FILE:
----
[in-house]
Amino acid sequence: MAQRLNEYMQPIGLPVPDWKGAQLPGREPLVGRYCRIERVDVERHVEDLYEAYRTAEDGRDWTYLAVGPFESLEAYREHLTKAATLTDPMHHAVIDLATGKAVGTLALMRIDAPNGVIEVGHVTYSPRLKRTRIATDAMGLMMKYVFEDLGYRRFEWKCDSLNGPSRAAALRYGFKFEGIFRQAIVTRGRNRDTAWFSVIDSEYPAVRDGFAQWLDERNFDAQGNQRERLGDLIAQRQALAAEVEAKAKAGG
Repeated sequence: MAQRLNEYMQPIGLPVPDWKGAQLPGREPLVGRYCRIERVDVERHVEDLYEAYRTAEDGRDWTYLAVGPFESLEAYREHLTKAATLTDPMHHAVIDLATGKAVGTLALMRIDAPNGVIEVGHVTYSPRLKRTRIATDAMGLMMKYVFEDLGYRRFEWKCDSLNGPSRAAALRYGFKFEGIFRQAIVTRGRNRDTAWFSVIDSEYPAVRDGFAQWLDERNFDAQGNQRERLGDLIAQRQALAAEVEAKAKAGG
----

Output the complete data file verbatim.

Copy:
[in-house]
Amino acid sequence: MAQRLNEYMQPIGLPVPDWKGAQLPGREPLVGRYCRIERVDVERHVEDLYEAYRTAEDGRDWTYLAVGPFESLEAYREHLTKAATLTDPMHHAVIDLATGKAVGTLALMRIDAPNGVIEVGHVTYSPRLKRTRIATDAMGLMMKYVFEDLGYRRFEWKCDSLNGPSRAAALRYGFKFEGIFRQAIVTRGRNRDTAWFSVIDSEYPAVRDGFAQWLDERNFDAQGNQRERLGDLIAQRQALAAEVEAKAKAGG
Repeated sequence: MAQRLNEYMQPIGLPVPDWKGAQLPGREPLVGRYCRIERVDVERHVEDLYEAYRTAEDGRDWTYLAVGPFESLEAYREHLTKAATLTDPMHHAVIDLATGKAVGTLALMRIDAPNGVIEVGHVTYSPRLKRTRIATDAMGLMMKYVFEDLGYRRFEWKCDSLNGPSRAAALRYGFKFEGIFRQAIVTRGRNRDTAWFSVIDSEYPAVRDGFAQWLDERNFDAQGNQRERLGDLIAQRQALAAEVEAKAKAGG